Too many to list, he says, and slams it closed.
Come on, guys.

Let’s get the hell out of here. (84)

One of the pleasures of the poem is the wordplay in the last line, the way it can be read as a statement of departure, but also read in a secondary meaning to remove hell from the lexicon.

Another major characteristic is poems written from the angles of other individuals, whether in the direct first-person persona poem, or the third-person version with the camera pointed at an individual. Runyan’s earlier collections exhibit this characteristic, and here, in the world of Revelation, she channels the voices of others, such as in the poem “A Road Worker Confronts the Third Horseman of the Apocalypse.” Or in the case of other poems, the focus is on particular “characters,” such as the church-nursery worker of Sardis, Runyan’s depiction of a committed and faithful person: “She sprays the nursery toys with water and bleach, / erasing snot and drool from stacking rings, / wiping board books crimped by toddlers’ teeth” (31). Then there is the stunning “The Great Harlot Takes a Selfie.”

From a more technical angle, Runyan structures the majority of her poems with regular stanza lengths: unrhymed tercets and quatrains. The book even features a few sonnets, those formal poems a brief return to the formal poetry in portions of Simple Weight. Regardless of the poems’ technical characteristics, they all exhibit mastery of the line and the well-placed line break. In addition, she is a poet whose work can be appreciated by dedicated poets and fans of poetry, as well as by readers perhaps not well-acquainted with the medium.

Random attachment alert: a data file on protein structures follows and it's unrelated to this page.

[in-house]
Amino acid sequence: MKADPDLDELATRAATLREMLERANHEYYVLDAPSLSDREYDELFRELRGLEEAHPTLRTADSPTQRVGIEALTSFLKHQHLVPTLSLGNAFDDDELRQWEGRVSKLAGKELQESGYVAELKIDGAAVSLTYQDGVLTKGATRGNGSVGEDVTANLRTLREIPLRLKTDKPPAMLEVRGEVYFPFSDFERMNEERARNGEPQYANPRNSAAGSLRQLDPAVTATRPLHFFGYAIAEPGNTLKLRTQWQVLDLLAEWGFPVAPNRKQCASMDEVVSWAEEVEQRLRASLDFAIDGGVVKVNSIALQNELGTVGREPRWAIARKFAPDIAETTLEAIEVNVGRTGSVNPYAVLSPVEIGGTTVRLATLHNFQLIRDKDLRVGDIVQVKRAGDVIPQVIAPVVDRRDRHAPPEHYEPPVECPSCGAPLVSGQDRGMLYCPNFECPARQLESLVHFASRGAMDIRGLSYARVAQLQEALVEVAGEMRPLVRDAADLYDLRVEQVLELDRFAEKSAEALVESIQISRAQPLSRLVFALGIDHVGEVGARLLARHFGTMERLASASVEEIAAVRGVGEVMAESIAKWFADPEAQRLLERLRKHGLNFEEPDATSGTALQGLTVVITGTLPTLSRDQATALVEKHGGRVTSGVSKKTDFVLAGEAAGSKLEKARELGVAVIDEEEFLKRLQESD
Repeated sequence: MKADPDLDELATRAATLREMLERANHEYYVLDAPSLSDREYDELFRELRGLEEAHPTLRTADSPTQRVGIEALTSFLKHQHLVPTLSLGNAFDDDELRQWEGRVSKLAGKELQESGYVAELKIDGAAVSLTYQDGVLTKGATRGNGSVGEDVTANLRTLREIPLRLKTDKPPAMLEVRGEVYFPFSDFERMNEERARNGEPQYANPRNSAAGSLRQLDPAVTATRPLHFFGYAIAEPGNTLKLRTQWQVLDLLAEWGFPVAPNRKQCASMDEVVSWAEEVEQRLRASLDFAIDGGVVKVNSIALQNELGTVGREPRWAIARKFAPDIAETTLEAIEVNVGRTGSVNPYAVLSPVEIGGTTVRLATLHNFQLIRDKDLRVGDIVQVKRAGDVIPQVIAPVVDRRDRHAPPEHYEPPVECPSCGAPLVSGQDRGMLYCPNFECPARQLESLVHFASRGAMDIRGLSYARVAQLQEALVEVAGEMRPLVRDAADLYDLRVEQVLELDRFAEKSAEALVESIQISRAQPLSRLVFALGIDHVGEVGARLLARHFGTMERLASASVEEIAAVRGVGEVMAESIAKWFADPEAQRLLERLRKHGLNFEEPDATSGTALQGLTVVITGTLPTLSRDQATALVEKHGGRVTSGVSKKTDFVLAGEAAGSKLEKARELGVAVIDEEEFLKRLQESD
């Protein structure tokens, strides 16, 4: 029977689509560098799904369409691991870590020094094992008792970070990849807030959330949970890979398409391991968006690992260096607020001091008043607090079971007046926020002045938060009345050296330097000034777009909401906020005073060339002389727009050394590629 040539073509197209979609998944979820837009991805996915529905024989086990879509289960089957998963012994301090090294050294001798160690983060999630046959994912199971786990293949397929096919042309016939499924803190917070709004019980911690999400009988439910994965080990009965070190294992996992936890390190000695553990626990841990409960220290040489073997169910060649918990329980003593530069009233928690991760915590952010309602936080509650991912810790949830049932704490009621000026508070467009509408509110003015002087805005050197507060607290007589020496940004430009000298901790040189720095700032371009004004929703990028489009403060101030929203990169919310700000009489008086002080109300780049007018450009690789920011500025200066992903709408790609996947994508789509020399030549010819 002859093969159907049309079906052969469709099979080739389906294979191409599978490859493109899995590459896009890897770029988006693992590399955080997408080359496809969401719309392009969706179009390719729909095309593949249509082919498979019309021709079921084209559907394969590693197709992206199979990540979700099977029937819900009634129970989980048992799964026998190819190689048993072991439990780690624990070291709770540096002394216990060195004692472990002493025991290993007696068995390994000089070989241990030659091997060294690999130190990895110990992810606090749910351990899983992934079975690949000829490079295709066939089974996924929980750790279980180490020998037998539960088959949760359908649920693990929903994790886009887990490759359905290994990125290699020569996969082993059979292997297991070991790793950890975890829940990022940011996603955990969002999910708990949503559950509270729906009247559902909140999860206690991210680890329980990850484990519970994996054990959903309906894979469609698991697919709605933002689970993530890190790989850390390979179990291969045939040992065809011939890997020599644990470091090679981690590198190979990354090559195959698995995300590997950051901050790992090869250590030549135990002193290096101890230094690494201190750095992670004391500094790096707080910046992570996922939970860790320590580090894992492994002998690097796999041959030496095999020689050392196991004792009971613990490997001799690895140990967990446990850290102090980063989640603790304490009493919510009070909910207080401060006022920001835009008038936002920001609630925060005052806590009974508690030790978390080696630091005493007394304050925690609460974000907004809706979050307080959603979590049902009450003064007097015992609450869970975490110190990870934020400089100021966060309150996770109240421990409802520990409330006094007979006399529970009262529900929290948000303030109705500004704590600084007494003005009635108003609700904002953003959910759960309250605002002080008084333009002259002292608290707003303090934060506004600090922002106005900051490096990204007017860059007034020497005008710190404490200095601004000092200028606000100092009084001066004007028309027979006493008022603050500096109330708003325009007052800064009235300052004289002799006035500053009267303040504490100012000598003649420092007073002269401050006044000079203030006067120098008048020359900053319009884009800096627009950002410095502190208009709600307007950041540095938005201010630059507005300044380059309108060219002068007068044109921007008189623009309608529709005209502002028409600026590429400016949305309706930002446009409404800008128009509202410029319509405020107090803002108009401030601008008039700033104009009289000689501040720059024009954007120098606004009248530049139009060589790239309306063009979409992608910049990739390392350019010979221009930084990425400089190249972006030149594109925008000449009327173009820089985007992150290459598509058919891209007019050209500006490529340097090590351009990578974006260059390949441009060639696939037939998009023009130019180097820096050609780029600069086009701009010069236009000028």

One of my favorite poems is the penultimate “The River of Life.” She imagines herself and her husband seeing one another once the world has been remade:


At the end of it all I find you on the street.
That you? I ask.
Yes, you too?
We touch His name on our foreheads.

You take my hand, but our fingers
slip like feathers.
No longer given in marriage, you say.
Oh, I smile. Right. (89)

That opening line drops us right into the new heavens and the new earth. Lines one and two of the second stanza show the sweet newness of the couple reunited, and in depicting this reunion, Runyan uses a straightforward but powerful simile—their fingers “slip like feathers.” This image captures the sweetness, but also the strangeness of this “new world.”

Finally, I’ll close with a brief anecdote from a recent conference. While I was browsing through books in the exhibit hall, a woman standing close by, who was also looking through the books, held up a copy of What Will Soon Take Place and said, “I just heard her read from this book. It was amazing.”  I told her that she was absolutely correct.


Nathaniel Lee Hansen’s chapbook, Four Seasons West of the 95th Meridian, was published by Spoon River Poetry Press (2014). His website is plainswriter.com.